Friday, September 11, 2015

Getting Started on College Applications: A Checklist for 2015-2016

By Brittney Bodden
World Education Services

High school seniors: The school year has begun, and while it might seem early, it's time to start planning out your college application process! Don’t underestimate the amount of time and effort it takes to do so, and avoid waiting until the last minute.

Between strategic planning, filling out applications, writing personal statements, and studying for standardized tests, you should make sure to plan ahead and create a detailed checklist of everything you need to complete for your applications.
Here's a list of objectives in the college application process to help you keep track of your progress and future deadlines in the next year:

1. Build Your College List: Creating a list of prospective colleges and universities that you're interested in involves a lot of time and research. The list will grow as you gather information on the best online resources, such as Big Future, tips from school counselors, and college handbooks. Give yourself plenty of time to build the perfect college list!

2. Prepare for the Application Process: Various schools have a distinctive application process whereas others use the Common Application (or a combination of the two). Whatever the case may be, there are several requirements for any school to keep in mind.

  • Official Transcript: An official transcript is a sealed copy of a student’s academic record. It breaks down a student’s grades for each semester, calculates your accumulative grade point average (GPA), reveals your class rank, and provides a detailed list of each class you had taken. 
  • Standardized Test Scores: It’s never too early to begin studying for one of the tests (for example, SAT, ACT, TOEFL, and IELTS)  that are required for undergraduate admission, especially as an international student. It’s important to register in advance to give yourself enough time to retake the test in case you aren’t 100 percent satisfied with your scores. 
  • Letters of Recommendation: Most colleges will ask for two to three letters of recommendation. Be sure to read the requirements carefully. Oftentimes, schools require a letter from an academic professional such as a teacher or counselor. It’s your responsibility to find someone who can describe who you are as a student.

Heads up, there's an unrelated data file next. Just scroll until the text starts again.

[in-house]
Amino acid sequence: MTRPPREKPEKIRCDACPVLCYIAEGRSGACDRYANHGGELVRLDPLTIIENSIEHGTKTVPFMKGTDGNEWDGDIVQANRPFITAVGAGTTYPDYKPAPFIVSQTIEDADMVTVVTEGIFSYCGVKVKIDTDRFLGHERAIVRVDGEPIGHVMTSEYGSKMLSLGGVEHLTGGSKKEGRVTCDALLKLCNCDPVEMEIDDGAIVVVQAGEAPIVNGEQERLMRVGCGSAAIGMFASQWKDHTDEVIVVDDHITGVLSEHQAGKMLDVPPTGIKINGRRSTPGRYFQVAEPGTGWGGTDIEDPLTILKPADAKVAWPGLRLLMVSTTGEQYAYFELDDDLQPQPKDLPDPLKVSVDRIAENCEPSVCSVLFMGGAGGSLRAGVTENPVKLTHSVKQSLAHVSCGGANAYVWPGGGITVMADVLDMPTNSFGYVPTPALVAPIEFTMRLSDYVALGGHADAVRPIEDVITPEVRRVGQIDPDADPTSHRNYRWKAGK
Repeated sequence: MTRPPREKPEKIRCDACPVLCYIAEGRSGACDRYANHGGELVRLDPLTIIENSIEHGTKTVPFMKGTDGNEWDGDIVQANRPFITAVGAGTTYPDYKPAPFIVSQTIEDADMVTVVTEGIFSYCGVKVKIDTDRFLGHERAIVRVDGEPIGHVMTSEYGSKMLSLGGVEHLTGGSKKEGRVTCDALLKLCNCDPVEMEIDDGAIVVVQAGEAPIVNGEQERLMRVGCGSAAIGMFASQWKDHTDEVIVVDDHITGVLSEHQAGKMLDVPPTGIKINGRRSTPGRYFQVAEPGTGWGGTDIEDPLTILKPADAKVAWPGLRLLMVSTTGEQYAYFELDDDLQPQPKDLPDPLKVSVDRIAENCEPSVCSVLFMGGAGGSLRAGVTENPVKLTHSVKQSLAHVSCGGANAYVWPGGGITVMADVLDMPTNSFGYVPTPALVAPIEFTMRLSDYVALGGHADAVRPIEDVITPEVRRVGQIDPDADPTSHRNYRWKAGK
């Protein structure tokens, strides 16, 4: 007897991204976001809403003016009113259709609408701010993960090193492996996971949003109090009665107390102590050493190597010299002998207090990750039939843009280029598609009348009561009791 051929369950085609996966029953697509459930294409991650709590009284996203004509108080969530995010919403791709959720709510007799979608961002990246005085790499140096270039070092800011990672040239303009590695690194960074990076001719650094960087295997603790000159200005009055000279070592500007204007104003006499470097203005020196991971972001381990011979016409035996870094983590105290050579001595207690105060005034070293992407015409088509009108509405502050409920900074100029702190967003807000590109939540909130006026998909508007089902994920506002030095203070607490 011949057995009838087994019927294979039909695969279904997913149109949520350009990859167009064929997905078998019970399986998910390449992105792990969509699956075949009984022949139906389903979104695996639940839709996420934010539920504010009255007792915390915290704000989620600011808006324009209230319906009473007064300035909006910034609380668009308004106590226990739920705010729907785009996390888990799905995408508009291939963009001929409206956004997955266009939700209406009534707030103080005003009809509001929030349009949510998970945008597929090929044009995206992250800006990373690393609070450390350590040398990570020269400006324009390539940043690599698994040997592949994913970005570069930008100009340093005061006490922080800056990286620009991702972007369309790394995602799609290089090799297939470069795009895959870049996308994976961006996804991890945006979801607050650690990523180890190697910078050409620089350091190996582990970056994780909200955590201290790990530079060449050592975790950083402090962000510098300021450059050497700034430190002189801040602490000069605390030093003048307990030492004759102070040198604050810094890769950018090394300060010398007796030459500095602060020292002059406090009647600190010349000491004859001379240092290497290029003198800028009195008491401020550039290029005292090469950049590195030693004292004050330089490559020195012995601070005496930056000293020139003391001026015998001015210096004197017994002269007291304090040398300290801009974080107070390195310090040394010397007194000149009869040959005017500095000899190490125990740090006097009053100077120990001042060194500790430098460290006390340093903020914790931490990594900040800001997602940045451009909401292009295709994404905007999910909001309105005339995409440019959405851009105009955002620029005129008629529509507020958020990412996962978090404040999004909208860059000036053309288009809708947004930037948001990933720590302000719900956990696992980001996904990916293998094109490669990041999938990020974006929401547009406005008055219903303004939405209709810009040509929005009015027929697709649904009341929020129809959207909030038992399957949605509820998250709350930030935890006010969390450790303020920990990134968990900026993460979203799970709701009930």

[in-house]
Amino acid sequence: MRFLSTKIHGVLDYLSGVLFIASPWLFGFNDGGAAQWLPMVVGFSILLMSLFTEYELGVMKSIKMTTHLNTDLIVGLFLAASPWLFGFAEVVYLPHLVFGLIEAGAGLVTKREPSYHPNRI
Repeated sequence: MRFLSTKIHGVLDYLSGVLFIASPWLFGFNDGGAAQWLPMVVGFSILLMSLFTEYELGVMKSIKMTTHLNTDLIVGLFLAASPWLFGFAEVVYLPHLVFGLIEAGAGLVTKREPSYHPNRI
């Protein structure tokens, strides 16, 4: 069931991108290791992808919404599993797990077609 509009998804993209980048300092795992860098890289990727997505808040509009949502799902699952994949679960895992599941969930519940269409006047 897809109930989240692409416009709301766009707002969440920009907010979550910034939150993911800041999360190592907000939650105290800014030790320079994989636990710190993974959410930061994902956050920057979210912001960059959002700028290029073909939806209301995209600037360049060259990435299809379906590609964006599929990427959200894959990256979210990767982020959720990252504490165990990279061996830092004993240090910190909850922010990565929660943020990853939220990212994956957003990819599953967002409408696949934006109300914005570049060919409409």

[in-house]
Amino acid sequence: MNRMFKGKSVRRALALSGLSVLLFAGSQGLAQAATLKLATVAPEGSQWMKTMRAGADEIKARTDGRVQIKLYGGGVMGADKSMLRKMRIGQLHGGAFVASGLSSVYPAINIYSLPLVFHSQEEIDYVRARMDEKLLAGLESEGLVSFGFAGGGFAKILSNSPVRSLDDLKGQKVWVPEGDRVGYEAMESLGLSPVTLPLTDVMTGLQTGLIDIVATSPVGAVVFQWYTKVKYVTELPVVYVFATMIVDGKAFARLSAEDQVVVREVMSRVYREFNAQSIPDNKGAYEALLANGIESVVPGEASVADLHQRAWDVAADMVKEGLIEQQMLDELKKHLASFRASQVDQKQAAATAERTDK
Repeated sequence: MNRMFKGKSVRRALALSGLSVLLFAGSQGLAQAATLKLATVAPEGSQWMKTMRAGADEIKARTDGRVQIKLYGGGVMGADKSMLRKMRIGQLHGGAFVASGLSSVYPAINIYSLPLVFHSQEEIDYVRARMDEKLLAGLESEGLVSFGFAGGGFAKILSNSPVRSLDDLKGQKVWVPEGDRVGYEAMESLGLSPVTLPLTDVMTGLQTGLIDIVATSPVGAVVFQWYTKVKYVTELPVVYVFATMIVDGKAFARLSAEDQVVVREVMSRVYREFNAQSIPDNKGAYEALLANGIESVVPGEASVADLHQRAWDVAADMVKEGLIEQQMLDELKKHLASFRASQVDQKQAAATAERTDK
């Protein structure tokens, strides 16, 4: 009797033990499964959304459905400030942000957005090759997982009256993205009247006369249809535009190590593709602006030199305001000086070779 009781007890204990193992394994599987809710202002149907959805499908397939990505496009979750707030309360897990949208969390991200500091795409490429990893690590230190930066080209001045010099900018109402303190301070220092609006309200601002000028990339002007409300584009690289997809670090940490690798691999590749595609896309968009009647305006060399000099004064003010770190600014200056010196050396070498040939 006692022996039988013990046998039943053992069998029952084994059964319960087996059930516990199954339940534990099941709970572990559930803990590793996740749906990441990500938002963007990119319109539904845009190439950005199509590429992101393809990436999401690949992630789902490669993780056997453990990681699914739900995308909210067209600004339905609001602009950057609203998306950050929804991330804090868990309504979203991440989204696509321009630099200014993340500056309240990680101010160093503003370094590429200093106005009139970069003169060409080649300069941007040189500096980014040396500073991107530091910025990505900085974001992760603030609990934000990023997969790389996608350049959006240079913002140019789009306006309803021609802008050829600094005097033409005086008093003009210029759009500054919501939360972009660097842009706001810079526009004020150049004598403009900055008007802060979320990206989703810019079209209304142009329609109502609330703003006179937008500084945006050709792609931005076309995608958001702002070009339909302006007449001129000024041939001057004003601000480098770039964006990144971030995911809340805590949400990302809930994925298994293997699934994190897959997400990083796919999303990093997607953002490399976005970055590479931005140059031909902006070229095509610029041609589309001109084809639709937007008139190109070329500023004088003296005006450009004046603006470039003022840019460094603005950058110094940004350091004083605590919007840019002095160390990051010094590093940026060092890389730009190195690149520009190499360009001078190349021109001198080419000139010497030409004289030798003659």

• Personal Statement: Every school wants to know who you are as a person (not just a student) and writing a personal statement about a specific topic gives them the opportunity to do just that. This is your chance to showcase your personality beyond grades and test scores. So be prepared to write and make revisions until your essay is as close to perfection as possible. 
  • Application Fee: Many colleges and universities charge little to nothing to apply to their institution while others can range anywhere from $10 to $90, according to U.S. News & World Report. Luckily, various colleges offer fee waivers to students who are eligible. The College Board offers search tools to find schools that waive the application fee.
3. Proofread, Revise, and Review: The college application process requires a lot of writing. This makes it imperative to review your work carefully to make sure everything is in tip-top shape before clicking “Submit”. Ask your peers to review your personal statement for grammatical errors. It never hurts to let a fresh pair of eyes take a look at your work. In fact, this will only enhance the quality of your application.

4. Submit Your Application: Once you have successfully completed your application, the next step is to send it in. Make sure to keep track of everything you send, whether
 by email or through standard mail. 

5. Search for Scholarships: While the application is a huge portion of your checklist, don’t forget about identifying ways to help fund your education. Be sure to check out our posts on WES Student Advisor about starting your scholarship search.

6. Credential Evaluation: Another important step for international students is credential evaluations. To learn more about what a credential evaluation is and how to begin the process, visit the World Education Services website.

7. Visit College Campuses: Many colleges and universities offer students the opportunity to take in-person or virtual tours of their campus. Many virtual tours give viewers a full 360-degree view of the school’s campus. You can explore classrooms, dorm rooms, and other parts of campus without leaving your home. Students can also reach out to counselors and students at the college of their choice with any additional questions or concerns.

8. Select a School: After the hard part of researching, planning, writing, and revising comes the exciting (and nerve-wracking) part of the whole process: receiving the decision. Once all of the schools’ decisions have been made, you'll have to choose which of the accepted schools to go to (unless you were admitted through early decision, in which case, the decision is binding). Be sure to compare schools to determine which one best fits your needs and wants.

Here's a detailed example of a college application checklist via The College Board.

Further Reading:
• Writing a Great College Essay: 9 Simple Steps
• So You've Been Accepted - Now What?
• Starting the Scholarship Search: Your Questions Answered

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